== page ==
What happens sometimes is that people will try to do the bonding thing with you, by complaining about something (or, more likely in the Eagle, some sweeping subset of homosexuals), in a tone that assumes absolute agreement. Because why wouldn't you agree with something so obvious? I mean, the people they are complaining about are just, you know, people so obviously worth complaining about. Amen, brother.
I had two snippets of conversation this weekend that fall into this general category, I believe.
A guy I know from the days when I was incredibly regular at the gay-lesbian Saturday night Cowboy Dances came up to tell me about how they have changed since their management was taken over by a different group (the guys who had been running them bowed out). He was telling me how awful it had become since now "the women" had taken it over. I wasn't at all sure what he was getting at, since there are still far more men than women at this event and why does it matter anyway since everybody dances and jokes and hangs out with each other, or at least lots of us do. On questioning he complained about how more women come now. Now me, with my years of experience in trying to be sure that the lesbian and gay community bands were welcoming to both men and women, responded internally with a "Wow! That's great!" But clearly he wanted me to commiserate about what a bad thing this was. The more he talked about this the more I thought, "Boy, this guy's really a complete asshole."
So I listened, and smiled and said, "You know, that seems like a good thing to me. I've got to be sure I make a better effort to be there more." He looked at me as if he weren't sure whether I was joking.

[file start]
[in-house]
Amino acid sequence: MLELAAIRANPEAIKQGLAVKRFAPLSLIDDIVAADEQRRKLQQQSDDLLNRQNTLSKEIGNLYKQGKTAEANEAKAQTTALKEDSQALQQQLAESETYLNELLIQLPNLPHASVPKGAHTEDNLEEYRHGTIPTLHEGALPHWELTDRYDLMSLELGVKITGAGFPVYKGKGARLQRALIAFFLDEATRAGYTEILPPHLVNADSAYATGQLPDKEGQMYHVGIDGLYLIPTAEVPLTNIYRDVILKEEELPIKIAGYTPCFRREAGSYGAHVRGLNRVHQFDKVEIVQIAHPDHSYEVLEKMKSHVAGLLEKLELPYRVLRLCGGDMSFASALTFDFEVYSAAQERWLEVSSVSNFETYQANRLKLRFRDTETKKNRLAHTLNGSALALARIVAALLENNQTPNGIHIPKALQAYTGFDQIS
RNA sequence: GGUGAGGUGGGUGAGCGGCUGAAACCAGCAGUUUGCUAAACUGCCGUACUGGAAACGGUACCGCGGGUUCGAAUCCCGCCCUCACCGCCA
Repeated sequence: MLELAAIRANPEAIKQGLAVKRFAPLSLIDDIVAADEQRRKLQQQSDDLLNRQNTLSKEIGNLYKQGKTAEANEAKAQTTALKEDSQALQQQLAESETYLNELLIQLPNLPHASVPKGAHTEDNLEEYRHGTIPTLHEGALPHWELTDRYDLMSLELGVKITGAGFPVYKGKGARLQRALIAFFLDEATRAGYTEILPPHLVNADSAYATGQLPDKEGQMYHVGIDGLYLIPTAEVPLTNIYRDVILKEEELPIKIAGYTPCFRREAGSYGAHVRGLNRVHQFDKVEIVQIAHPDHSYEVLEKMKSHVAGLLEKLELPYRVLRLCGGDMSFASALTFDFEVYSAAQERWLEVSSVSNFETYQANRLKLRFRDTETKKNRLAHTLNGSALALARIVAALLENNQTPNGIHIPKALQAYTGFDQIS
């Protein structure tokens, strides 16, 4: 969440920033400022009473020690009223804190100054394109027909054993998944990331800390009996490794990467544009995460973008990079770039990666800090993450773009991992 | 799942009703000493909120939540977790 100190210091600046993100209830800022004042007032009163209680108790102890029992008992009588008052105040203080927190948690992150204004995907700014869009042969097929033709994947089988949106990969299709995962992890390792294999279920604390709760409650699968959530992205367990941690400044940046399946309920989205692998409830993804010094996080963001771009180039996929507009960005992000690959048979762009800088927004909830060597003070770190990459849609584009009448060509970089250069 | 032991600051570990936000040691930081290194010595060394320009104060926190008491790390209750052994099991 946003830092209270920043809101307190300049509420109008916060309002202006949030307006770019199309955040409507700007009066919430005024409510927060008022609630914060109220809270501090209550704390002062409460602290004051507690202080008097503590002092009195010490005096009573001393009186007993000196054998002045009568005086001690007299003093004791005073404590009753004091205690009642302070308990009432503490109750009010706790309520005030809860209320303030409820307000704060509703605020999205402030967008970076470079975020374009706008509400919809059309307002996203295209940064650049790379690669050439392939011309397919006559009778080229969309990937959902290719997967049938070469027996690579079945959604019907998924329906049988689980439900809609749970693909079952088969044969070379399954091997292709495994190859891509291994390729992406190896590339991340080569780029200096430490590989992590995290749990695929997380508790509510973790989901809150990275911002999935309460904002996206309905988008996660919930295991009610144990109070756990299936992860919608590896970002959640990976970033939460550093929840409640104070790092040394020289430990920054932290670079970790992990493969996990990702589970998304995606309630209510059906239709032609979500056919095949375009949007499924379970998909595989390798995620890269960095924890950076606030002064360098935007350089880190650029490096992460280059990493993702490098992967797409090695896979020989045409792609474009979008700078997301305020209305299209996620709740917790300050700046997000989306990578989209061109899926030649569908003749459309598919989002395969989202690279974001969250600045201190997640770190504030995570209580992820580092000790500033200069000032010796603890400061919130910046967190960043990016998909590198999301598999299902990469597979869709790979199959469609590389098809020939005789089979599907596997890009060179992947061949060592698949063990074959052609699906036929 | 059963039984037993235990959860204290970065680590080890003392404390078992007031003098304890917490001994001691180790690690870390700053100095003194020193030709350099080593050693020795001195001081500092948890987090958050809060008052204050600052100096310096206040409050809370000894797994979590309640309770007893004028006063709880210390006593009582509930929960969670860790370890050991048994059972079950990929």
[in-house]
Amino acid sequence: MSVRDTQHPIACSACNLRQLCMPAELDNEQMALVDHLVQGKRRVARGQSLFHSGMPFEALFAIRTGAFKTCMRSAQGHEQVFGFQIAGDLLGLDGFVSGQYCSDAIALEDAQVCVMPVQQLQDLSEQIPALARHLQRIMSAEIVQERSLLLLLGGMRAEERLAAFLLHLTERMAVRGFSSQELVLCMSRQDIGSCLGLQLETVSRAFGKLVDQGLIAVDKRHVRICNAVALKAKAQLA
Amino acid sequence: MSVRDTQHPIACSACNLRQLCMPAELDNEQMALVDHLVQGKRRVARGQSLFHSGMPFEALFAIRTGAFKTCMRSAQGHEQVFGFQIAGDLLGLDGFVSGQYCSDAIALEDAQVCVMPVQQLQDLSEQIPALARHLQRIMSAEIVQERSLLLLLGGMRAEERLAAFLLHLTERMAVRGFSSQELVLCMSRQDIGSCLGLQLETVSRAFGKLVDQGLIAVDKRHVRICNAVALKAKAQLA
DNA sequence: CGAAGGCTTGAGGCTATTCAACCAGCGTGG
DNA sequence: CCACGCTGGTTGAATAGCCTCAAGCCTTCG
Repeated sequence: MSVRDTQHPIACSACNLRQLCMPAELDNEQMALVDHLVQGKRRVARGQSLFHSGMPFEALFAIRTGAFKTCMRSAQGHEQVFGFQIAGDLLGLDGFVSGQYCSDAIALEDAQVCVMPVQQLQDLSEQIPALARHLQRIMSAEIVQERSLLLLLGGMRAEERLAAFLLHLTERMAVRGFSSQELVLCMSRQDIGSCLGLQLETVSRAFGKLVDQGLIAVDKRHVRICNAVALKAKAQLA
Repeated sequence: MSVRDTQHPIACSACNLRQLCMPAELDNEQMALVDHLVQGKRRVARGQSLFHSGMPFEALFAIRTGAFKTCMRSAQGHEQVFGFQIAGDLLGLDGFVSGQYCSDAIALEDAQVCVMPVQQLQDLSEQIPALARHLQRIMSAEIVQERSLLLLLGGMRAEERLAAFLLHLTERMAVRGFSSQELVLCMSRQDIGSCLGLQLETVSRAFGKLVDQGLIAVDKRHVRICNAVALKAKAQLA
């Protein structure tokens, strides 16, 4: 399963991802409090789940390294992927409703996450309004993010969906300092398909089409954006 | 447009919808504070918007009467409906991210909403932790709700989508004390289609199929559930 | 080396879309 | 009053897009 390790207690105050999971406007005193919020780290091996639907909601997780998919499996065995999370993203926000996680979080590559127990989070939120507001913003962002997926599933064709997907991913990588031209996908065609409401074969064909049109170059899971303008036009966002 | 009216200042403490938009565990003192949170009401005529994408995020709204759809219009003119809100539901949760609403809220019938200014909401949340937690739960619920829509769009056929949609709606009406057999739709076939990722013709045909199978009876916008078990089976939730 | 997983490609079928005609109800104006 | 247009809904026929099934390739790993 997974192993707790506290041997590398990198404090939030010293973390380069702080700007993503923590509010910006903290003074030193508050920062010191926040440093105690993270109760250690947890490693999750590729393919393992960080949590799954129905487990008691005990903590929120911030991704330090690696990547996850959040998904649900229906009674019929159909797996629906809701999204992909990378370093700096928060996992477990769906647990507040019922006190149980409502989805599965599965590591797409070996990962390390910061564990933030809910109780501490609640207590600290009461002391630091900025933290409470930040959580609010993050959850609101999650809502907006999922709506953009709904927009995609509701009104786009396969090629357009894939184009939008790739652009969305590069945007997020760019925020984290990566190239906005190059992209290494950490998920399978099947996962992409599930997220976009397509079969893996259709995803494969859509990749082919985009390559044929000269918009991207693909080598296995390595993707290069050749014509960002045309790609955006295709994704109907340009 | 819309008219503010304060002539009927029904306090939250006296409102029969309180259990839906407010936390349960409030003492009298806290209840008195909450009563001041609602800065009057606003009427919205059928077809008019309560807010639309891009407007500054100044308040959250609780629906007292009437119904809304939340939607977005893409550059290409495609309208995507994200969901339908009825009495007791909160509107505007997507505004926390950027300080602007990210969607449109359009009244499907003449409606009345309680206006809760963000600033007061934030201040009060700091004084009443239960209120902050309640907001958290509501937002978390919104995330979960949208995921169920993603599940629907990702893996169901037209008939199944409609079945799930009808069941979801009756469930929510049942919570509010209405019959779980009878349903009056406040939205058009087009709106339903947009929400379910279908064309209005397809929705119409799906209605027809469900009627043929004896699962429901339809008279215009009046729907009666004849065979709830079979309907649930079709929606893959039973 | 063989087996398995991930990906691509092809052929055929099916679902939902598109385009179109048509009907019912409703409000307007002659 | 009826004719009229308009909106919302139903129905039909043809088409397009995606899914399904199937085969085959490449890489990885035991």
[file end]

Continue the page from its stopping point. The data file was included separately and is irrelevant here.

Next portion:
On a related note, just yesterday, in a livejournal entry I was scanning, somebody wrote, " ... of course I don't have many close women friends [that seems to go hand in hand with being a bear and all of that, after all]." No, I thought, it goes hand and hand with leading an insular life, which is frequently coterminus with "being a bear and all of that" but hardly a necessary result (and, in my eyes, an unfortunate one).
Anyway, later in the same evening my bigger-barfly-than-me friend Al introduced me to this charmingly hyperenergetic big disheveled young guy who had just moved to the Twin Cities to attend law school after graduating from college in Iowa. This biographical stuff came up because I noted that I hadn't seen him before at the Eagle and I asked if he were new in town or lived elsewhere. He then went on a little bonding-riff about how he had gone to the Saloon but he just wasn't comfortable with the guys there (he may have used the word "queens") and expounded on this thought by explaining how he liked men who were MEN (as opposed to the guys at the Saloon, who are ... well, what exactly I'm not sure because they're certainly not women) and how here at the Eagle you find guys who are MEN. "Or who at least dress the part," I added.
He gave me that "are you joking" look so I went on that I didn't know one way or the other from this MEN thing, but I liked the fact that the Eagle was a place where you can talk to folks and meet people. He immediately switched his bonding-talk tactic and agreed that he likes the fact that you meet "all different sorts" of people at the Eagle. Then, in a conversational turn I couldn't follow at the time much less remember in retrospect, he was off on a riff about how he was going to law school to protect our rights against the right wing assholes and I thought to myself ok, definitely don't write this guy off yet.
I'm still not tired of the barfly phrase.